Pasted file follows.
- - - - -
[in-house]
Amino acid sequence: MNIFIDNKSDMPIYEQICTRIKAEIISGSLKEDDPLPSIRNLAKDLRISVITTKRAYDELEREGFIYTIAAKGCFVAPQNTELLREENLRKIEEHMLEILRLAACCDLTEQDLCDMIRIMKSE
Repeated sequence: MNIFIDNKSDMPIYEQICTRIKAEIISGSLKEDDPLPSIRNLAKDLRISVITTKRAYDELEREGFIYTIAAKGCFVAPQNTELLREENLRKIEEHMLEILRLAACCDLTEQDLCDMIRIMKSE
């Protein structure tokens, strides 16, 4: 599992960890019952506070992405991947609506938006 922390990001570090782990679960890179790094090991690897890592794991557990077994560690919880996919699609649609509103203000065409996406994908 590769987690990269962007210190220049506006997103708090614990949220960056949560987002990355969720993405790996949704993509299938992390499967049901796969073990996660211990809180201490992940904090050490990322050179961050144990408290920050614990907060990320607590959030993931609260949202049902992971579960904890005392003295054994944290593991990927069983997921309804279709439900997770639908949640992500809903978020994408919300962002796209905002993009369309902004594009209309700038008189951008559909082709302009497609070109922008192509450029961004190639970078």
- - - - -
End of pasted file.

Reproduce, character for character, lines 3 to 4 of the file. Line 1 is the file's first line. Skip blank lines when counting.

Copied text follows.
Repeated sequence: MNIFIDNKSDMPIYEQICTRIKAEIISGSLKEDDPLPSIRNLAKDLRISVITTKRAYDELEREGFIYTIAAKGCFVAPQNTELLREENLRKIEEHMLEILRLAACCDLTEQDLCDMIRIMKSE
């Protein structure tokens, strides 16, 4: 599992960890019952506070992405991947609506938006 922390990001570090782990679960890179790094090991690897890592794991557990077994560690919880996919699609649609509103203000065409996406994908 590769987690990269962007210190220049506006997103708090614990949220960056949560987002990355969720993405790996949704993509299938992390499967049901796969073990996660211990809180201490992940904090050490990322050179961050144990408290920050614990907060990320607590959030993931609260949202049902992971579960904890005392003295054994944290593991990927069983997921309804279709439900997770639908949640992500809903978020994408919300962002796209905002993009369309902004594009209309700038008189951008559909082709302009497609070109922008192509450029961004190639970078």